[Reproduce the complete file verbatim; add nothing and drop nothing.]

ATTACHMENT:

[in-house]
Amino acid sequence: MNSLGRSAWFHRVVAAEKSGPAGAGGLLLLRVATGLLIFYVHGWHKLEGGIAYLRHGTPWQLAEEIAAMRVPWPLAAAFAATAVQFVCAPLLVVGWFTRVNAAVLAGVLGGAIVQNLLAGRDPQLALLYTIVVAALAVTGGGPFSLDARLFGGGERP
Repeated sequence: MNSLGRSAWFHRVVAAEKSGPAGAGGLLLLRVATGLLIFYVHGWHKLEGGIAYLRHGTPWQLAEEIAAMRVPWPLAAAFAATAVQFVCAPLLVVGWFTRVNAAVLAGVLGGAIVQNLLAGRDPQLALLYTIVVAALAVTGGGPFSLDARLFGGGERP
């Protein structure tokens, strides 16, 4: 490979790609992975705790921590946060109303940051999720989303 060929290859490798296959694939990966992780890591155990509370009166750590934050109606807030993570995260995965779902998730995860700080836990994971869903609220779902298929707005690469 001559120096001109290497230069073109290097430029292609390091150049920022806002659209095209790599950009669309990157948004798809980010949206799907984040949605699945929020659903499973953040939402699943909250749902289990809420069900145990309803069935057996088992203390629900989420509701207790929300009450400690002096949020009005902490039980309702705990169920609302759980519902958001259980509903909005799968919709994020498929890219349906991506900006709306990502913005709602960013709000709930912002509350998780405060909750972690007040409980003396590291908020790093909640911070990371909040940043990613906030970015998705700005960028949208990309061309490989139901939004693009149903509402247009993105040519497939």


[in-house]
Amino acid sequence: MNSLGRSAWFHRVVAAEKSGPAGAGGLLLLRVATGLLIFYVHGWHKLEGGIAYLRHGTPWQLAEEIAAMRVPWPLAAAFAATAVQFVCAPLLVVGWFTRVNAAVLAGVLGGAIVQNLLAGRDPQLALLYTIVVAALAVTGGGPFSLDARLFGGGERP
Repeated sequence: MNSLGRSAWFHRVVAAEKSGPAGAGGLLLLRVATGLLIFYVHGWHKLEGGIAYLRHGTPWQLAEEIAAMRVPWPLAAAFAATAVQFVCAPLLVVGWFTRVNAAVLAGVLGGAIVQNLLAGRDPQLALLYTIVVAALAVTGGGPFSLDARLFGGGERP
């Protein structure tokens, strides 16, 4: 490979790609992975705790921590946060109303940051999720989303 060929290859490798296959694939990966992780890591155990509370009166750590934050109606807030993570995260995965779902998730995860700080836990994971869903609220779902298929707005690469 001559120096001109290497230069073109290097430029292609390091150049920022806002659209095209790599950009669309990157948004798809980010949206799907984040949605699945929020659903499973953040939402699943909250749902289990809420069900145990309803069935057996088992203390629900989420509701207790929300009450400690002096949020009005902490039980309702705990169920609302759980519902958001259980509903909005799968919709994020498929890219349906991506900006709306990502913005709602960013709000709930912002509350998780405060909750972690007040409980003396590291908020790093909640911070990371909040940043990613906030970015998705700005960028949208990309061309490989139901939004693009149903509402247009993105040519497939």